Last Friday’s chat session, my first with the new Baseball Prospectus chat interface, was a lot of fun for me. I wasn’t able to get to even half the questions, but I did enjoy seeing so many BP readers in the queue, and I promise to stay longer next time.
The last question I answered was about the Yankees:
Mike K (NY, NY): Clearly Alfonso Soriano is not an ideal leadoff hitter. Much of his power is being wasted without anyone on base in front of him and his OBP is quite low. I see him as eventually being a 3-4 hitter, though maybe lower in the order this year. But in the meantime, if you were managing the Yanks, who would you lead off?
Jeter puts too many balls on the ground to bat second behind a non-stealing leadoff guy, and I don’t want to bat him third and move Giambi down.
That response, admittedly off-the-cuff, generated an e-mail from L.M.:
I saw in your recent chat that your ideal lineup includes Nick Johnson as the seventh hitter, ahead of only Aaron Boone and Karim Garcia. But your own numbers show Johnson as one of the elite hitters in the major leagues. I don’t get it. Is there some underlying logic behind this lineup contruction?
Before I get into this, let me just say that I love this stuff. I could talk about roster/lineup/role optimization all day, which is just one of the many reasons it’s a wonder I’m married. Back in the nascent days of baseballprospectus.com, I wrote a column called Lineupectomy (a couple of which actually show up in the archives), which got its name from something we used to do at Strat tournaments–taking people’s teams and creating optimal lineups. It’s a geek thing, and as has been pointed out, not remotely the right name for the process, but it’s something I spend a lot of time doing.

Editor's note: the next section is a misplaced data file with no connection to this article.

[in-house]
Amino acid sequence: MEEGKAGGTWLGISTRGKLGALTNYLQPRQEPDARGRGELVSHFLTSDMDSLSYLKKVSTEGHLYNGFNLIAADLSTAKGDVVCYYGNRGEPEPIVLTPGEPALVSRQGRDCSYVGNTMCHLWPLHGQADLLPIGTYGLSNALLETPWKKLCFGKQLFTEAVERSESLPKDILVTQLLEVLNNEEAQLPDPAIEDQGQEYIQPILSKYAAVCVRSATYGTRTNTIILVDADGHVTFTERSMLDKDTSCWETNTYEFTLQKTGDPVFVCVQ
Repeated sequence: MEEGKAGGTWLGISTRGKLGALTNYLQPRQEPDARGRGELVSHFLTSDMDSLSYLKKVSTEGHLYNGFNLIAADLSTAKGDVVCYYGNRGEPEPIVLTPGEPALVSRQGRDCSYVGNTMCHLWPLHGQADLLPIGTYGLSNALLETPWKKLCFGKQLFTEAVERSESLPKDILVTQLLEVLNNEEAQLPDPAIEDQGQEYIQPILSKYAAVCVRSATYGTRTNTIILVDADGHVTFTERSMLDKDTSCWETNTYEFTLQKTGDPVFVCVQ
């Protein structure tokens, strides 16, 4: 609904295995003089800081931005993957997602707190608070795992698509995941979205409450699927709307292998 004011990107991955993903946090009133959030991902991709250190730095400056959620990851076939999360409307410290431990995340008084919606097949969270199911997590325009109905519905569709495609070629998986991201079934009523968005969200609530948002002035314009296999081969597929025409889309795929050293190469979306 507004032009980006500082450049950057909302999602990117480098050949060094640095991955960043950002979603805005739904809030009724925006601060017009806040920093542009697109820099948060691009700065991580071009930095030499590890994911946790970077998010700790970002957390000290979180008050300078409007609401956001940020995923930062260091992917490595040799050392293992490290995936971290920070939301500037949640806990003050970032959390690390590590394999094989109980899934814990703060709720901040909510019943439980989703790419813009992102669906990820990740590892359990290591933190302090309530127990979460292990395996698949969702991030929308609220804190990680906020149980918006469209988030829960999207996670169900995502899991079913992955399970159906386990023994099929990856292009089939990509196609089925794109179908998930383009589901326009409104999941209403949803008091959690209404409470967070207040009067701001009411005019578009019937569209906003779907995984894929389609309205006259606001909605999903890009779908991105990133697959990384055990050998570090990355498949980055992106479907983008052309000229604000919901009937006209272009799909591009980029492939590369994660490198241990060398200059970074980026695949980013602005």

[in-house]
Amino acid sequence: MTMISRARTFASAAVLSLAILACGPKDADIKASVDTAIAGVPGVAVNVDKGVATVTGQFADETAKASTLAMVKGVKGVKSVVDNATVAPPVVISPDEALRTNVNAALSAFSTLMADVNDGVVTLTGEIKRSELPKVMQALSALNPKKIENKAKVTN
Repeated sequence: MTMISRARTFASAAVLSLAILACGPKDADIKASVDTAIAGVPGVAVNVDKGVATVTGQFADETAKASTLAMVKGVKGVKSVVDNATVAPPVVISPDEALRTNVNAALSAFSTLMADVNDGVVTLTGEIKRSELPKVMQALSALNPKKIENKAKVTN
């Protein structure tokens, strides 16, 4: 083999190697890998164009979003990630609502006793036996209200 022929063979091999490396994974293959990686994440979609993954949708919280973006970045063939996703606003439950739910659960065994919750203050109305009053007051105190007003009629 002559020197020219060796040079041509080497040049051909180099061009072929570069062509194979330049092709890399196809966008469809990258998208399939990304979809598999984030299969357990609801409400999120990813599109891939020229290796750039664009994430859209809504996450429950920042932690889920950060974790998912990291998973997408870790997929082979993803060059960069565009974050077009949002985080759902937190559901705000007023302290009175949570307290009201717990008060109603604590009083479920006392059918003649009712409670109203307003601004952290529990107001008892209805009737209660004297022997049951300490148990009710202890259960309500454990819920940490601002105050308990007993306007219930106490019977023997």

There’s a question as to how much the effort matters. It’s something of a stathead truth that the difference between the optimal lineup and a reasonably constructed one is small, less than a win per year. I don’t necessarily buy that; as Chris Kahrl pointed out in BP2K1, the simulations on which that idea is based are fairly old, done on ancient technology, and it’s possible that we just haven’t been able to model it properly yet. I find it hard to believe that doing simple things like getting your OBP guys in front of your SLG guys, making the lineup less vulnerable to attack relievers, and minimizing double plays aren’t worthwhile endeavors that can add not just a few runs, but a few wins a year.
My thought process on the Yankees goes something like this: they have seven good hitters, so one of those seven ends up at the back of the line. Ideally, you’d like that to be the worst of the seven, but that’s complicated by the fact that players don’t change roles as easily as Strat cards, and the collective media and fan base is poised to make a very big deal over any radical changes. Ask Theo Epstein.
With all that in mind, here’s a longer answer to the question of the Yankee lineup.
- The three reasonable leadoff choices are Nick Johnson, Bernie Williams and Derek Jeter. All three have most of their offensive value in their OBPs. Johnson is slow, which makes him a nontraditional choice, but not necessarily a bad one. However, batting him leadoff creates a problem of what to do with Jeter.
Given Williams’ loss of power this season and his groundball tendencies, I’d be inclined to hit him leadoff, except that he doesn’t seem to like the role. Torre hasn’t used him there in the last four seasons. That matters, and if hitting him there is going to create problems, it’s not worth it. It’s not like he’s the only option.